·            The development of sources of reliable, objective and free information (including toll-free consumer contact centres) that consumers could turn to in order to obtain information, education, assistance and advice before signing on to a credit or loan agreement;

·            The development of various tools – Internet sites, but also guides, brochures, leaflets and other available traditional or modern communication methods – enabling consumers to consult reliable sources for comparisons of the products offered by various credit market players and lending institutions, to assess their level of protection against potential risks – e.g. through calculators and quizzes – as well as their assessment of the affordability and appropriateness of various types of loans or credit products given their specific profile and situation;

·            The development of independent social networks aimed at assisting and informing the most vulnerable consumers, who may face an urgent credit need.

·            The use of plain language. Any financial education tool or programme should first be tested with a control group to ensure the message is clear and understood by the targeted audience.

52.        In a similar perspective, the credit and lending industry, in association with social partners, should also be encouraged to develop innovative short-term credit products and tailored distribution channels that can best meet the short-term, urgent needs for small credit at affordable cost, particularly for the most vulnerable segments of the population. These should be accompanied by a literacy/education program to assist the consumer in the repayment of the loan or credit debt.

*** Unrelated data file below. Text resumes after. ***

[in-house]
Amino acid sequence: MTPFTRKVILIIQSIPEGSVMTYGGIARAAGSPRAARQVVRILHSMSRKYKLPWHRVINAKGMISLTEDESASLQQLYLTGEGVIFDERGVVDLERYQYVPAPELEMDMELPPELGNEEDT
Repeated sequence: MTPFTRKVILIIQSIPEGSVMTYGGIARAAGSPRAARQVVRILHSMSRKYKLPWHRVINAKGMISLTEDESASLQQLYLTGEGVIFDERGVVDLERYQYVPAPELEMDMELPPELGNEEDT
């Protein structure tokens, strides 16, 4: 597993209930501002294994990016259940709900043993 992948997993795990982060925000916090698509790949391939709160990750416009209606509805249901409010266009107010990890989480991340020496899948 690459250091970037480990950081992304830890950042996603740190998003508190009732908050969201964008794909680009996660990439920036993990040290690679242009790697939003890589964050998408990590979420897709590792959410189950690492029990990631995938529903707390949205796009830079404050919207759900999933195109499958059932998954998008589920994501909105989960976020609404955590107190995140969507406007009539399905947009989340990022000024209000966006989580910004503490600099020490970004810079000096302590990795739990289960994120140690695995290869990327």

1     The terms "credit" hereinafter broadly covers any retail credit or loan products offered to consumers, regardless of the issuing institution. In that broad context, "credit" refers to revolving credit (e.g., credit cards, lines of credit, home-equity lines of credit, etc), instalment loans (e.g., mortgages, personal and car loans, student loans, etc) and more recent alternative credit products often offered through non-traditional institutions or "fringe" credit providers (e.g., payday loans, sub-prime mortgages, etc).

2     It is acknowledged that in some cases, bad credit behaviour may be attributable to psychological factors that are unrelated with financial awareness and literacy, and therefore beyond the scope of these good practices.

3     Plain language generally refers to communicating (both in terms of wording and presentation) a message to a consumer in a way that the information is easy to find and to understand, and that allows the consumer to take appropriate action.

4     Including predatory borrowing, which can be defined as the act, on the part of the borrower, of making fraudulent misrepresentations on a loan application.

5     Sometimes referred to as "annual percentage rate" or APR.

6     Also see DAF/COMP(2006)33.

7     Includes any regulated bank, credit union, trust company, loan company, insurance company, asset management firm, credit card issuer, and similar businesses.

8     Includes any institution, firm or individual who performs intermediation between the consumer and the credit provider (e.g., mortgage broker).

9     Other credit providers include any other credit or loan issuer not listed above, such as non-regulated entities, the non-traditional institutions and so-called fringe credit providers.

10    The potential liability of a bad mortgage decision can be as high as the loss of the entire home.